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Everybody Hurts: How 2,000 Scots Became 150 Million Americans in Pain

Everybody Hurts: How 2,000 Scots Became 150 Million Americans in Pain

Picture of William Heisel

In 1999, The Lancet published “The epidemiology of chronic pain in the community” by Drs. Alison Eliott and Blair Smith at the University of Aberdeen and coauthors.

It was a survey of 5,036 patients from 29 general practices in one region in Scotland. The study received responses from 3,605 people. About half of them said they had chronic pain. And that has since been used as the basis for the claim that 75 million to 150 million Americans also have chronic pain but that very few of them – 3 million to be exact – are treated for it.

Here’s my attempt to figure out how that happened.

For the Scotland study, respondents filled out and mailed in questionnaires that included, as the study explains, “case-screening questions, a question on the cause of the pain, the chronic pain grade questionnaire, the level of expressed needs questionnaire, and sociodemographic questions.”

The paper on the Scotland study breaks down the findings this way:

1817 (50·4%) of patients self reported chronic pain, equivalent to 46·5% of the general population. 576 reported back pain and 570 reported arthritis; these were the most common complaints and accounted for a third of all complaints. Backward stepwise logistic-regression modelling identified age, sex, housing tenure, and employment status as significant predictors of the presence of chronic pain in the community. 703 (48·7%) individuals with chronic pain had the least severe grade of pain, and 228 (15·8%) the most severe grade. Of those who reported chronic pain, 312 (17·2%) reported no expressed need, and 509 (28·0%) reported the highest expressed need.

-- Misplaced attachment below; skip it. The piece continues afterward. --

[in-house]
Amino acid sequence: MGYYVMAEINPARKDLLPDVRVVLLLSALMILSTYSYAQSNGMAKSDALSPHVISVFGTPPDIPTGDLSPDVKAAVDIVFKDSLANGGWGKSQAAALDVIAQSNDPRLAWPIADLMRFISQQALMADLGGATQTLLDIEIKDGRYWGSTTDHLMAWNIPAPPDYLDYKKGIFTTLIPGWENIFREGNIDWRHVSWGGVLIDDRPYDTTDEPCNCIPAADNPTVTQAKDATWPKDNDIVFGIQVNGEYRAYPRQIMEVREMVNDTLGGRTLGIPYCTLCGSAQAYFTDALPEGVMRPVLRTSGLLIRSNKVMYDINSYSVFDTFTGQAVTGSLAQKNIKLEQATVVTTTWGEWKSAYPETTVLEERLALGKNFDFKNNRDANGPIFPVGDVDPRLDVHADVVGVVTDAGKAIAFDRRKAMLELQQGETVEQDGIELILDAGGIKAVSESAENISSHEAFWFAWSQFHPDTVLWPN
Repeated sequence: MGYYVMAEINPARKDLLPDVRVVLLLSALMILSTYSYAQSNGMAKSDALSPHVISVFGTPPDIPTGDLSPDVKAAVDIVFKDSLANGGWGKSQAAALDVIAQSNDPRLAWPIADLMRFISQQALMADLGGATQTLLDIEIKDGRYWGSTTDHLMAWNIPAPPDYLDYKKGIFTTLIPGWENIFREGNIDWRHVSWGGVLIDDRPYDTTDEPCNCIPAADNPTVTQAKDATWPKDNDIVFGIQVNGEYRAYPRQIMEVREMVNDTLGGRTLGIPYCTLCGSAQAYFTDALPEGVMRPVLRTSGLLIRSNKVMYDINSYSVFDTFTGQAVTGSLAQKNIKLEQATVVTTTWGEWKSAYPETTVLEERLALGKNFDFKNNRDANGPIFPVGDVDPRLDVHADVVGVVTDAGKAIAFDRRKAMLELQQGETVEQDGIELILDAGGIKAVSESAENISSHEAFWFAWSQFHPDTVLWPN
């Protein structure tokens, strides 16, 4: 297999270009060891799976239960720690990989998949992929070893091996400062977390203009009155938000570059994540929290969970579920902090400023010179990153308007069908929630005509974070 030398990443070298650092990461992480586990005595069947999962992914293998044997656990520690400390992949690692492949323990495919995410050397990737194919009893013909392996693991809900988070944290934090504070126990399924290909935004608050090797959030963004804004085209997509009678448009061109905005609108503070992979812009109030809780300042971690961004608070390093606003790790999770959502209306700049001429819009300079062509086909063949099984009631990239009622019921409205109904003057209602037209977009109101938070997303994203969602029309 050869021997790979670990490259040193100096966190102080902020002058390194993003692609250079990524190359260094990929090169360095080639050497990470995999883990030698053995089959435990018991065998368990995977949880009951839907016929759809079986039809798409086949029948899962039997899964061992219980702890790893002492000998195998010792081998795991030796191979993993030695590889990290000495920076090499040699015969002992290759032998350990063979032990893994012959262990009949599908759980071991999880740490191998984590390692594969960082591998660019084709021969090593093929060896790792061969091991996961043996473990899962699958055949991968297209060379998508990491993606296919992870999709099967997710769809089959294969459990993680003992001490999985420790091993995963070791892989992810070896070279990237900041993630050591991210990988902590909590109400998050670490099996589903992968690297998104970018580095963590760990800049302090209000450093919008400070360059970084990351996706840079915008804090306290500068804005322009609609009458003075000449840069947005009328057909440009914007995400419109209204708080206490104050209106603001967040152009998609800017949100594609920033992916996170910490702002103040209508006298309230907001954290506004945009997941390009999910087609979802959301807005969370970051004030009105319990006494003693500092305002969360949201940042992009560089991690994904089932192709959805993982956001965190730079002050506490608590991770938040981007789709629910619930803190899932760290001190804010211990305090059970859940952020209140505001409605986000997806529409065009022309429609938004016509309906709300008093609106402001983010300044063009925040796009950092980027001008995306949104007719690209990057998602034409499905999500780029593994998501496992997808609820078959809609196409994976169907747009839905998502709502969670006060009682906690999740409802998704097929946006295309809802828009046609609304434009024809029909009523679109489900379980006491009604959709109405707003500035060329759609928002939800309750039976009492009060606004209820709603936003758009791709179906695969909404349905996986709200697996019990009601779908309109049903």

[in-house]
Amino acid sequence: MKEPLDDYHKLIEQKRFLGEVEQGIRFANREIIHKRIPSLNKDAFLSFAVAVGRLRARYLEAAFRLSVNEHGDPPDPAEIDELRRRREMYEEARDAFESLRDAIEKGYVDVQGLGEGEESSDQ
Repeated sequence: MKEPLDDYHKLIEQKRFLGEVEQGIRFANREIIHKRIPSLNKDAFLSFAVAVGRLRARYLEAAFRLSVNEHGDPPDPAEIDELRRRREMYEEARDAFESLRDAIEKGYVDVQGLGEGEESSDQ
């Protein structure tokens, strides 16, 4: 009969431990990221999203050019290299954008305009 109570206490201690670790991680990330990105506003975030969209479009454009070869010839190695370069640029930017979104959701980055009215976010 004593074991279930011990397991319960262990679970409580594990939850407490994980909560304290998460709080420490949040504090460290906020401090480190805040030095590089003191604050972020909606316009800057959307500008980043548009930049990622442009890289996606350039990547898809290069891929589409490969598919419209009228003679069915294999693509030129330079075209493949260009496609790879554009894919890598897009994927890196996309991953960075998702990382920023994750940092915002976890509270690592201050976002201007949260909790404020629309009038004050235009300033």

The researchers on the Scotland study never say there are 150 million people in pain.

They never say there are 75 million people with pain.

They never even use the word “million” at any point.

So where do those numbers come from? And why are people citing this paper as evidence that 75 million to 150 million people are in pain?

I asked Dr. Dennis C. Turk, an anesthesiology professor at the University of Washington who cited the Scotland study for the claim that 75 million to 150 million people are in chronic pain. He did not address how estimates of Americans in pain came from the Scotland study specifically, but said that pain statistics are difficult to pin down.

There are a lot of assumptions and extrapolations that are required in deriving estimates from epidemiological data. Much of the variation in estimates will depend on how questions are asked and the anchors used (e.g., time interval of question, impact on function) and the sample selection.

Turk recommended that I look at an Institute of Medicine report that was published in 2011 – six years after his article was published. (I will address that in a future post.)

I could not find a way to derive the 75 million figure from the pain estimates in the Scotland paper, although there are no doubt people better adept at math who could do so. Here’s my best guess on the 150 million figure.

The study estimates that based on this survey 46.5% of the general population of Scotland suffers from chronic pain.

If you extrapolated that to the entire population of the U.S. – about 309 million people – that would mean about 144 million people in the U.S. suffer from pain. Rounding up, you get 150 million people.

Does it seem like a reasonable leap to make assumptions about 150 million people in the U.S. based on responses from fewer than 2,000 people in Scotland who may have been more motivated to reply to a survey about pain because they were, in fact, suffering from chronic pain?